Despite the ubiquitous v-shaped recovery in stocks from the US open to EU close (decoupling entirely from bonds), stocks slumped into the end of the quarter leaving the S&P and Dow barely positive for Q3 and Russell 2000 down 7.9% - its worst quarter since Q2 2011 (and -5.2% year-to-date). Treasury yields flip-flopped around in a 4-5bps range with a late-day ramp (suggesting liquidations cough PIMCO cough) leaving 30Y -1bps on the week. The USDollar suged higher in the European session and traded lower in the US session. The bigger news on the day was the carnage in commodities that appeared to occur around the European close (desk chatter of commodity fund liquidations). Silver and WTI Crude were monkey-hammered, gold and copper dropped to down 1% on the week. VIX pumped and dumped again but closed above 16. Stocks closed very weak with Russell tumbling 1.5% on the day to not "off the lows."
There is nothing like the release of secret tape recordings to clarify an inconclusive debate. Actually, what the tapes really show is that the Fed’s latest policy contraption - macro-prudential regulation through a financial stability committee - is just a useless exercise in CYA. Macro-pru is an impossible delusion that should not be taken seriously be sensible adults. It is not, as Janet Yellen insists, a supplementary tool to contain and remediate the unintended consequence - that is, excessive financial speculation - of the Fed’s primary drive to achieve full employment and fill the GDP bathtub to the very brim of its potential. Instead, rampant speculation, excessive leverage, phony liquidity and massive financial instability are the only real result of current Fed policy.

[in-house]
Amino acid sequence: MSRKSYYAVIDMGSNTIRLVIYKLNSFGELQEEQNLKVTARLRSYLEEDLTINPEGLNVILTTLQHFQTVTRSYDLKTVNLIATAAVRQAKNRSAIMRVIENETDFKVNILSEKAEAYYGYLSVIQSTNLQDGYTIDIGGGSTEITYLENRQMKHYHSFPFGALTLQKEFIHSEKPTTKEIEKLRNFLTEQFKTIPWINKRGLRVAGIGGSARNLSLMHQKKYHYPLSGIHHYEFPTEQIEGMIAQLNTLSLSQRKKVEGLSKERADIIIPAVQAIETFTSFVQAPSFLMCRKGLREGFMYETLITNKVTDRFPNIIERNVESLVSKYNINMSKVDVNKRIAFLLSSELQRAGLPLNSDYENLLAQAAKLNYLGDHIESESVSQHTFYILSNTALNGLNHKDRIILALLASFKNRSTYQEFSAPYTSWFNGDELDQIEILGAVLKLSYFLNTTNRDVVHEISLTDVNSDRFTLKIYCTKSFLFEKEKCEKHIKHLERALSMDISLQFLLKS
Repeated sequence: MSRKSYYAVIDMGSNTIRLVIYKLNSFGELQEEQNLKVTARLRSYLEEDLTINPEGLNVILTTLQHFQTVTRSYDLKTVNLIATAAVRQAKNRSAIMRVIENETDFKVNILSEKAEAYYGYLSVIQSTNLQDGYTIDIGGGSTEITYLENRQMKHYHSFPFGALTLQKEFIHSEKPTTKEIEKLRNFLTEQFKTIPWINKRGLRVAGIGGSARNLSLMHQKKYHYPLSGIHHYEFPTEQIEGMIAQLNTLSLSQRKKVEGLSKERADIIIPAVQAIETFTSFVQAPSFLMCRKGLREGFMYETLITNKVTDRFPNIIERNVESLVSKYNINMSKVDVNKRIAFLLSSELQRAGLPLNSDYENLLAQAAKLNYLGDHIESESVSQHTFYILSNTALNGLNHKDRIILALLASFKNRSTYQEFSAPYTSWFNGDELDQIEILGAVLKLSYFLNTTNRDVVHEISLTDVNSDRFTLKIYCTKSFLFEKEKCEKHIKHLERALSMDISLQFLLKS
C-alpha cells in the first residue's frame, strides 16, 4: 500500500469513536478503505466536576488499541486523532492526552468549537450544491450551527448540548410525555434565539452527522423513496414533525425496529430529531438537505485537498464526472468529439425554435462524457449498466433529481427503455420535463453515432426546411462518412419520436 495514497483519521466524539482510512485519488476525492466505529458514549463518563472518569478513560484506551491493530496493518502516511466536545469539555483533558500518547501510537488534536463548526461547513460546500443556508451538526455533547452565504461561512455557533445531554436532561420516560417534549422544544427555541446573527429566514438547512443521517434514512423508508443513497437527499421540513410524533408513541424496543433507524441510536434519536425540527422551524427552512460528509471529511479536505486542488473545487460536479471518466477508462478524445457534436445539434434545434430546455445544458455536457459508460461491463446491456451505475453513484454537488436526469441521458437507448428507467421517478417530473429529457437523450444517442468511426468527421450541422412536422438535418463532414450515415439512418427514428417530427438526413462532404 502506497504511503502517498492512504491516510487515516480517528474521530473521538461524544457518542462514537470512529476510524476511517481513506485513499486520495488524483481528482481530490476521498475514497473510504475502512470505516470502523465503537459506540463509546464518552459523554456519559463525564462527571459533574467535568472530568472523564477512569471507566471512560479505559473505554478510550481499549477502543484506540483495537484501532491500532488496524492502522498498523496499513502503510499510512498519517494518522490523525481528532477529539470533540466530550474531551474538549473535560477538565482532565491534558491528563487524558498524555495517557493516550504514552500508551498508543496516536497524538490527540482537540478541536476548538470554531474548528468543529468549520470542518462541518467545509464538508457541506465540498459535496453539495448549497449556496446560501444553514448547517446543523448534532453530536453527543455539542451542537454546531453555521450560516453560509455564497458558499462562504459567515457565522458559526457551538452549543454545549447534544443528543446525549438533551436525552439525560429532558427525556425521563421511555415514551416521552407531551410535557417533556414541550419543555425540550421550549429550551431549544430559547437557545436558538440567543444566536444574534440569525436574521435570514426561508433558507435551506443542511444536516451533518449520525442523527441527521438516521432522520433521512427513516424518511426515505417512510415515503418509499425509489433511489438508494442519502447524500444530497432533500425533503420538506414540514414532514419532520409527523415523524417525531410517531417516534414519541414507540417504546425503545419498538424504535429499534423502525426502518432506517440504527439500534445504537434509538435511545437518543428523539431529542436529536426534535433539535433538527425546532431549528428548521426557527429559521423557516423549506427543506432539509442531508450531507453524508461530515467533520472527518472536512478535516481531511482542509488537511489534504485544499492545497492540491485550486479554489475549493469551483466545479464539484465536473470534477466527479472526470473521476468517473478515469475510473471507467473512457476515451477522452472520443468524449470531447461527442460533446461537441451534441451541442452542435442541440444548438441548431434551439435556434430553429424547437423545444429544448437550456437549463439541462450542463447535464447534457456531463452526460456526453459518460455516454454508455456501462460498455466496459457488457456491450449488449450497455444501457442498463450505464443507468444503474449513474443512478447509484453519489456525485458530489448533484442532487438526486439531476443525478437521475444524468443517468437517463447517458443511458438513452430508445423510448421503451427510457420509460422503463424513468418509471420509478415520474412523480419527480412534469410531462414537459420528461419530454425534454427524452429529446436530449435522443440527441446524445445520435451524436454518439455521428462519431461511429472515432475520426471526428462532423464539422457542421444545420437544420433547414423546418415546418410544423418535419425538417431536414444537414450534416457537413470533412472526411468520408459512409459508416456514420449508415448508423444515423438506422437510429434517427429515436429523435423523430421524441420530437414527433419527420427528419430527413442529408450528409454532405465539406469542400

It was all up to the Japanese banana market to fix things overnight: after the biggest tumble in US equities in months, and Asian markets poised for their third consecutive weekly drop, the longest streak since February, Japan reported CPI numbers that despite still surging (for example, in August TV prices soared 9.5%, but "down" from 11.8% the month before), when "adjusting" for the effects of the April tax hike, missed across the board. As a result the USDJPY was at the lows and threatening to break the recent parabolic surge higher which has helped move global equities higher in the past few weeks when the usual spate of GPIF-related headlines, because apparently the fact that Japan will and already has begun sacrificing the retirement funds of its citizens just to keep Abe's deranged monetary dream alive for a few more months has not been fully priced in yet, sent the USDJPY soaring yet again.